In the ad, a man walks through these empty places, but as he does, the ‘ghosts of the past’ fade in and move around him. The ‘ghosts’ blur with movement, but every detail is carefully crafted: the Chris Barnard lookalike is eerily well-cast, and the ‘ghosts’ are all perfectly matched in terms of period clothing and hairstyles.

 

The black-and-white footage evokes newsreel footage; however every frame has been recreated, including the snaking lines of voters filmed from a helicopter, and the rugby players on the field. It had to be: motion-controlled camera rigs had to be used to match the movement of the man with the ‘ghosts’ in the same environment.

“Our future,” intones the voice-over, “will not be written by the great strides of yesterday, but by the ones we take today.”
OK, so far, so good. Visually, I love it – it’s a feast. And then there’s the emotive, uplifting voice-over and music. But overall, this commercial leaves me with mixed feelings. Yes, this would have been a great ad for Brand South Africa, but for a top-shelf whisky?
‘Strider’ sucked me in and had me until the end frame. I got goose bumps watching each faithfully recreated historical scene. I was with the walking man – I was the walking man. And then the slogan came up, modified to read ‘Keep walking South Africa,’ and I just felt a twinge of… a complicated emotion: regret/cynicism/resentment.

 

Perhaps one YouTube commenter put it best when he asked what the connection between the liberation of South Africa’s oppressed poor and this very expensive whisky was, bar the fact that it’s one of the favoured drinks of the new elite.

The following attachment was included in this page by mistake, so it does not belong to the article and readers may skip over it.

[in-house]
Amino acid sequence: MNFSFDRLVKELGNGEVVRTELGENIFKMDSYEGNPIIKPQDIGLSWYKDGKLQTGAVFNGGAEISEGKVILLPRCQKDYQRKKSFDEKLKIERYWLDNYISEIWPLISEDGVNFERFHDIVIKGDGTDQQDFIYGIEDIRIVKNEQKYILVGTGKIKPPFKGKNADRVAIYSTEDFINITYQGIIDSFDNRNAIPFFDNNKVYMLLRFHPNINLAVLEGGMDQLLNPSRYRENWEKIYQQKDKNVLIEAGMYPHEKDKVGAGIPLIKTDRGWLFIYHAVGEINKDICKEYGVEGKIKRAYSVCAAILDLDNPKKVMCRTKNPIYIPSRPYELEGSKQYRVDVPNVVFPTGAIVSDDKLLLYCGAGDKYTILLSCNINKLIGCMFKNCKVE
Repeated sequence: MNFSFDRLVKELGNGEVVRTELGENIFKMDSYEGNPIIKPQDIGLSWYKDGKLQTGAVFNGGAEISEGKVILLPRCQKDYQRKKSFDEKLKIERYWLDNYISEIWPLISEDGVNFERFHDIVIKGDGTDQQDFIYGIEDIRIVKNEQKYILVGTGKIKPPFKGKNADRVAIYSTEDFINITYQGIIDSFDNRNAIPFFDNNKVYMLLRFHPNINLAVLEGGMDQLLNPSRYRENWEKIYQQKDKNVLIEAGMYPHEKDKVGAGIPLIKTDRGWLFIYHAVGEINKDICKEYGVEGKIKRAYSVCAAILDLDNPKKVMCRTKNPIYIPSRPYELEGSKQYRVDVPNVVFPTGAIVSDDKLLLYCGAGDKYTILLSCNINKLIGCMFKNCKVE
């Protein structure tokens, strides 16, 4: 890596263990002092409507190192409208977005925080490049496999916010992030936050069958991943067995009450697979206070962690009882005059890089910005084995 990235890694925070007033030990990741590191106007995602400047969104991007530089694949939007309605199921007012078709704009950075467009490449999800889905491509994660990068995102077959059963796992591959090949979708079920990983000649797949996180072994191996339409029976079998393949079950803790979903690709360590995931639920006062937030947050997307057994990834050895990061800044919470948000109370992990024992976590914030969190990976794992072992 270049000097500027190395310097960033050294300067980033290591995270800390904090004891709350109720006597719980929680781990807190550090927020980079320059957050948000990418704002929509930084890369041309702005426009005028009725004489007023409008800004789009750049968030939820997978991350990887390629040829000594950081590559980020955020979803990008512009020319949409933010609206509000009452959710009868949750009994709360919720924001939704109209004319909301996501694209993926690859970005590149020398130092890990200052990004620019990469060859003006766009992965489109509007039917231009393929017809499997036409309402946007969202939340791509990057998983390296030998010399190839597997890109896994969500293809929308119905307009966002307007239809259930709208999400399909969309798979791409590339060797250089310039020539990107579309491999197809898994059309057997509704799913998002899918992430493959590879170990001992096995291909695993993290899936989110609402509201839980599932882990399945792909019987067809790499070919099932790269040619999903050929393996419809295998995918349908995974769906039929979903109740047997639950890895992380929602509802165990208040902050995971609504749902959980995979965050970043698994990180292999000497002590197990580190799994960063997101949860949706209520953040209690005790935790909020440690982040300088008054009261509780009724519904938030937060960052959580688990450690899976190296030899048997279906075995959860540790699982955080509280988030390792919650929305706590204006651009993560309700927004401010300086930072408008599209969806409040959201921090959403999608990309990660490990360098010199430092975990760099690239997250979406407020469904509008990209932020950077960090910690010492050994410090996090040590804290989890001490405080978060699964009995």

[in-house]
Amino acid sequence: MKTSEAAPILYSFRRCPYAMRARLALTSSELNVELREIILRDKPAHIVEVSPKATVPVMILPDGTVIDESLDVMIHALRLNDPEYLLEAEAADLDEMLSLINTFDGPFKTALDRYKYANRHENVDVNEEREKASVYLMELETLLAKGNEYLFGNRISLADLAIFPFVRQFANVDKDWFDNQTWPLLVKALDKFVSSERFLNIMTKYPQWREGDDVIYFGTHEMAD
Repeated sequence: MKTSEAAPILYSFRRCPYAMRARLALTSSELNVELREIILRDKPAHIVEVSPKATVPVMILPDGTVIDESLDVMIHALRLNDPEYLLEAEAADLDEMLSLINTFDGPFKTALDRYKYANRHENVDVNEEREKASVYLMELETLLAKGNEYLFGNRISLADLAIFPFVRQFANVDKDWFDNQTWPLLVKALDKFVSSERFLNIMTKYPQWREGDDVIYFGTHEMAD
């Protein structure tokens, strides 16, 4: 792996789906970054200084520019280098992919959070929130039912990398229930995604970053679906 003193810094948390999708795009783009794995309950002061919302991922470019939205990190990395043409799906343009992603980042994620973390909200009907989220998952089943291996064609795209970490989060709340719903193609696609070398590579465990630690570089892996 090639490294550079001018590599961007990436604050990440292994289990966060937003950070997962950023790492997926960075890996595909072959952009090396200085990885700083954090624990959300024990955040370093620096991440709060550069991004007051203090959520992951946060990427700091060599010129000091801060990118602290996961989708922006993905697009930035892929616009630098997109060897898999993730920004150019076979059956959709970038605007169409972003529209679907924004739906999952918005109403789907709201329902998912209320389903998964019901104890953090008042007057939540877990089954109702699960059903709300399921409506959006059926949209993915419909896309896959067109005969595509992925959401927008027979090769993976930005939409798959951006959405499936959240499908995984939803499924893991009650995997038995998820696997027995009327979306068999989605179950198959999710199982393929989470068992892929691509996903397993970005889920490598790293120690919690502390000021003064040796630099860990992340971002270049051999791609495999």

The next issue is that while visually brilliant, sadly the concept is not new. A few months ago, Standard Bank had their “Moving Forward” campaign (also known as the ‘Sh-boom’ ad). They used archive footage for the most part, both international and local, but once again featuring South African historical ‘milestones’ like voting in elections and yes, Chris Barnard.

 

Johnnie Walker made an attempt late last year to do something similar, but it suffered from a lack of clear conceptual thinking and production value, intercutting between the first flight at Kitty Hawk, walking in space, the first elections, and (once again) the first heart transplant… all musically woven in a montage that had not much more in common between the shots than the fact that they were all in black-and-white, and had a left-to-right movement.

 

‘Strider’ sucked me in and had me until the end frame. I got goose bumps watching each faithfully recreated historical scene. I was with the walking man – I was the walking man. And then the slogan came up, modified to read ‘Keep walking South Africa,’ and I just felt a twinge of… a complicated emotion: regret/cynicism/resentment.

 

Had I allowed myself to be manipulated by beautiful, evocative imagery, and my takeout was… what? Drink whisky?
I have to wonder why the South African agency hasn’t adopted the new, improved ‘Walk with Giants’ theme. Do we not have any inspiring ‘local heroes’? Not just sporting greats, but entrepreneurs and artists and mavericks abound in this crazy country? Maybe it is time for Johnnie Walker to look beyond the obvious and find our local heroes.

 

Watch:
The Making of the Ad: